Forcing a carrier to price a captive shipper at marginal cost will not enhance efficiency.
Topic: 2.1 truck
The paper argues that output characteristics are positively correlated with, and influenced by, firm size. When firm size increases, output characteristics also change in a direction that reduces unit costs. Drawing on evidence from the US trucking industry, an appropriate specification indicates that economies of scale may well exist.
High concentration in the less-than-truckload motor carrier industry is examined from the perspective of the differentiated product theory. Under the condition that cost increases of high service quality are within the limits that shippers are willing to pay, only a small number of competing carriers can co-exist.
An approach to estimating differential inter-zonal marginal costs for a transport system is illustrated using data of a Chilean trucking company. The results reveal important differences among marginal cost estimates over different origin-destination pairs.
Cost Differentials Among Household Goods Carriers: Network Effects, Operating Characteristics, and Shipment Composition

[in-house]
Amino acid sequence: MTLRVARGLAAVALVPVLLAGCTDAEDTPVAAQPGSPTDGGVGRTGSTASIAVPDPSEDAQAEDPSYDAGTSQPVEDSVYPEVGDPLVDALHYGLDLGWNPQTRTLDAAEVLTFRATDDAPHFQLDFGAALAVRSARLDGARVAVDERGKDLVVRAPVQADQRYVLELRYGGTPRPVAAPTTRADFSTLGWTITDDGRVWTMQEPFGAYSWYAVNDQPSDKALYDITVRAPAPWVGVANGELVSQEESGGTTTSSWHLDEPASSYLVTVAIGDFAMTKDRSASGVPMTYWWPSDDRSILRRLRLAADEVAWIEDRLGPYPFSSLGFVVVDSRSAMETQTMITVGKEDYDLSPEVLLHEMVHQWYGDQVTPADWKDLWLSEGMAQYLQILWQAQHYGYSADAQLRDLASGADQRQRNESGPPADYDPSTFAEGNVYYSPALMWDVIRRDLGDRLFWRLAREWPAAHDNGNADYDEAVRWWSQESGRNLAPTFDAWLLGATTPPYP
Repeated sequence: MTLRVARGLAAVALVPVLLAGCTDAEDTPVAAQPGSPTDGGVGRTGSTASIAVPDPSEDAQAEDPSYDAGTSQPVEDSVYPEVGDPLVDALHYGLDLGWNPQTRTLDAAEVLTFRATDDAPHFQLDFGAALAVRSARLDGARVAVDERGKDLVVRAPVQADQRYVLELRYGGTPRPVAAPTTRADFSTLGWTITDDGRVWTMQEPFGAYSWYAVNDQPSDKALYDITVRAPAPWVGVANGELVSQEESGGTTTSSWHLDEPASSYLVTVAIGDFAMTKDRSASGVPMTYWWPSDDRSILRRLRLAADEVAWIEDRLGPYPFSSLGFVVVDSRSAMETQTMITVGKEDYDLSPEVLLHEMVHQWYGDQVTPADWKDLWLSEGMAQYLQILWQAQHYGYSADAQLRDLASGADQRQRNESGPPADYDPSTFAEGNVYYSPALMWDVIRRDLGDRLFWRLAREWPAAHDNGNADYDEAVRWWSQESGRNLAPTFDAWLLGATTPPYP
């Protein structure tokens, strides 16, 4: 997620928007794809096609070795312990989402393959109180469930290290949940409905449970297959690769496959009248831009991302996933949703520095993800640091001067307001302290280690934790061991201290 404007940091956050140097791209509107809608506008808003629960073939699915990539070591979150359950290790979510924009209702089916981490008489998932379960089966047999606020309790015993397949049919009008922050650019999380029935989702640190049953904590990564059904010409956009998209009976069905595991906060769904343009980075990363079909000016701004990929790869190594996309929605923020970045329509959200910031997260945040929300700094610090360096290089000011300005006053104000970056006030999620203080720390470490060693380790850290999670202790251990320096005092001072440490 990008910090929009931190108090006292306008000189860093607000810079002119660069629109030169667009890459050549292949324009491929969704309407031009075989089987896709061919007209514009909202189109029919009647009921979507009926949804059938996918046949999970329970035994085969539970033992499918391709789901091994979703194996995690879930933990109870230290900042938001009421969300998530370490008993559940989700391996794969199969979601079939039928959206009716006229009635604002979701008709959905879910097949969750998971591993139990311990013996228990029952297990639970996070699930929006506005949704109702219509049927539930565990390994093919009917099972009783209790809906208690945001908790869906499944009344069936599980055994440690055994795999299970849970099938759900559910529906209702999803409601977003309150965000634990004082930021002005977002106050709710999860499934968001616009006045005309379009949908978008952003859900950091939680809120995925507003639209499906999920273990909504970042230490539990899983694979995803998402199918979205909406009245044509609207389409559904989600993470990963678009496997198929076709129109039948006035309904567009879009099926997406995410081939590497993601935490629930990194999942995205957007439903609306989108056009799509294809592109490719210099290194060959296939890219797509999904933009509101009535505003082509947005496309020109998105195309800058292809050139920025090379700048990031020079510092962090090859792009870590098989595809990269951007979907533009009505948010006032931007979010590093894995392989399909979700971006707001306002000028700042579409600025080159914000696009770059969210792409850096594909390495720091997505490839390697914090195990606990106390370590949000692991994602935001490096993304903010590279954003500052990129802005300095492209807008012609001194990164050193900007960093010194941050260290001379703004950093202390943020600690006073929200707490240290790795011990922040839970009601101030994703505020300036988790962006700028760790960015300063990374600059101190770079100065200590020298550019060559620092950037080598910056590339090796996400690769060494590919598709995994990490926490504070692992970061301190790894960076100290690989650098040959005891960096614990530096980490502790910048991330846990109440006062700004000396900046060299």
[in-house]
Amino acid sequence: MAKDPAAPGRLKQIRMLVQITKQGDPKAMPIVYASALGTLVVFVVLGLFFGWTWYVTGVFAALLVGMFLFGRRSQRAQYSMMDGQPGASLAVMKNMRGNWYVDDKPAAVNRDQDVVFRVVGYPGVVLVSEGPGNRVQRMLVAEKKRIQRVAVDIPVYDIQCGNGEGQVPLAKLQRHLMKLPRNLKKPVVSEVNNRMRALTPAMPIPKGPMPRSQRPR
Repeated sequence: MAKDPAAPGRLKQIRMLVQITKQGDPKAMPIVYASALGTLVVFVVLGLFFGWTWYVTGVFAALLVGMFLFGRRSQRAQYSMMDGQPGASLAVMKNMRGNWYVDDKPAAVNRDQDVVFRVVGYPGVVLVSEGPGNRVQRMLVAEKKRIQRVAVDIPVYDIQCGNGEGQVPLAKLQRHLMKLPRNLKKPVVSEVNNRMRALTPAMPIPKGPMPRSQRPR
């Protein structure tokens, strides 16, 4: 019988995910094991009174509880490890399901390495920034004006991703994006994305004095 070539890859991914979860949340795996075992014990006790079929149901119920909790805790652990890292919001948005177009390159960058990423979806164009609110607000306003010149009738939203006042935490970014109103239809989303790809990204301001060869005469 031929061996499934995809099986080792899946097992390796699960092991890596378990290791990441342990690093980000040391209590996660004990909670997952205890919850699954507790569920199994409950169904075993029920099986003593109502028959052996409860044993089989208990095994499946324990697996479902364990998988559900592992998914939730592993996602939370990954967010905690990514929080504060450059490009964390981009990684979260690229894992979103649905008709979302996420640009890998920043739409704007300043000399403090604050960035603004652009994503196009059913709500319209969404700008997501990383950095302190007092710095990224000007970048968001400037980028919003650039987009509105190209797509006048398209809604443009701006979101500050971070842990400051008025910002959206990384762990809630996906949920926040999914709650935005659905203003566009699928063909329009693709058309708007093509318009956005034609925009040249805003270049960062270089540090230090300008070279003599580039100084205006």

This paper examines the structure and costs of the household goods motor carrier industry which is characterised by both large van line systems and smaller independents. The results suggest that firms of varying sizes can operate efficiently and offer a wider range of services.
This paper quantifies the significant economies of scale present in a short haul truckload drayage market through the application of a minimum cost scheduling algorithm to actual shipments. This technique offers an alternative to econometric methods which have led to conflicting conclusions with regard to economies of scale in trucking.
Economies of Scale and Scope in the Motor Carrier Industry. An Analysis of the Cost Functions for Seventeen Large LTL Common Motor Carriers
The largest carriers are shown not to have a cost advantage in terms of overall returns, less than truckload specific returns, and economies of scope. Arguments of domination in the LTL segment by very few large firms based on their cost advantages are probably incorrect.
Deregulation has led to an influx of smaller carriers and also of brokers. Owner-operators whose trucks were previously hired by large carriers now operate independently and receive market information from the brokers. Average costs have fallen. Data from a regulated industry cannot be relied on for prediction of what will happen after deregulation.
This paper traces the various administrative and legislative steps in the reform of the motor carrier industry and their effects on the return to investors. The author concludes by asking whether the reduced return is an elimination of monopoly rents, or whether the previous earnings arose partly from the additional obligations placed on motor carriers.
Deregulation of the motor carrier industry has led to reduced charges and has not injured those shippers/receivers who were thought to need protection.